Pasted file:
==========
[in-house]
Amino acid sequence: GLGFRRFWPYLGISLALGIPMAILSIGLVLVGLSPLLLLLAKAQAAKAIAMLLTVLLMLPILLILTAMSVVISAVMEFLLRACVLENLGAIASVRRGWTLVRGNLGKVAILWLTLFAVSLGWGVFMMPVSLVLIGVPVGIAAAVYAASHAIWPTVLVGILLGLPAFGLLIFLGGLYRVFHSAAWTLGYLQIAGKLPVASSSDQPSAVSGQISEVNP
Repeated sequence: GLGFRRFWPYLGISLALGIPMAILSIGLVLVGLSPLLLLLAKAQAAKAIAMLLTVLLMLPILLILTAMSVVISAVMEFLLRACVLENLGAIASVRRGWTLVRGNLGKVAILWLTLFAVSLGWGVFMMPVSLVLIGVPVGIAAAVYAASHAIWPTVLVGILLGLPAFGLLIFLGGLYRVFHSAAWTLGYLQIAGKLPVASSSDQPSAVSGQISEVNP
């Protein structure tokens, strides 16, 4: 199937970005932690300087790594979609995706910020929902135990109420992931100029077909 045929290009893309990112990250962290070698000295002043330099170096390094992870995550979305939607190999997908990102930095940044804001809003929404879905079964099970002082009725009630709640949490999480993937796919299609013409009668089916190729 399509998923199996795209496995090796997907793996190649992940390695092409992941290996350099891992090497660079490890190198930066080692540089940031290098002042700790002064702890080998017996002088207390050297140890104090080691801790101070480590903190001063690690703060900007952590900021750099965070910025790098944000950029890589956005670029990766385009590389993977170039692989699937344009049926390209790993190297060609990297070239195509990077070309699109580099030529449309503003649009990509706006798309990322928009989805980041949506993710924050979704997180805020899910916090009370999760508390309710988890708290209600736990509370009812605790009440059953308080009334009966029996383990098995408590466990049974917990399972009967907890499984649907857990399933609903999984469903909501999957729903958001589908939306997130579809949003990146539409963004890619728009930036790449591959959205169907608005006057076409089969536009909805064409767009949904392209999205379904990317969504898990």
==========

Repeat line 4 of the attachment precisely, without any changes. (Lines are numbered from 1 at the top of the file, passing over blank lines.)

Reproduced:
């Protein structure tokens, strides 16, 4: 199937970005932690300087790594979609995706910020929902135990109420992931100029077909 045929290009893309990112990250962290070698000295002043330099170096390094992870995550979305939607190999997908990102930095940044804001809003929404879905079964099970002082009725009630709640949490999480993937796919299609013409009668089916190729 399509998923199996795209496995090796997907793996190649992940390695092409992941290996350099891992090497660079490890190198930066080692540089940031290098002042700790002064702890080998017996002088207390050297140890104090080691801790101070480590903190001063690690703060900007952590900021750099965070910025790098944000950029890589956005670029990766385009590389993977170039692989699937344009049926390209790993190297060609990297070239195509990077070309699109580099030529449309503003649009990509706006798309990322928009989805980041949506993710924050979704997180805020899910916090009370999760508390309710988890708290209600736990509370009812605790009440059953308080009334009966029996383990098995408590466990049974917990399972009967907890499984649907857990399933609903999984469903909501999957729903958001589908939306997130579809949003990146539409963004890619728009930036790449591959959205169907608005006057076409089969536009909805064409767009949904392209999205379904990317969504898990």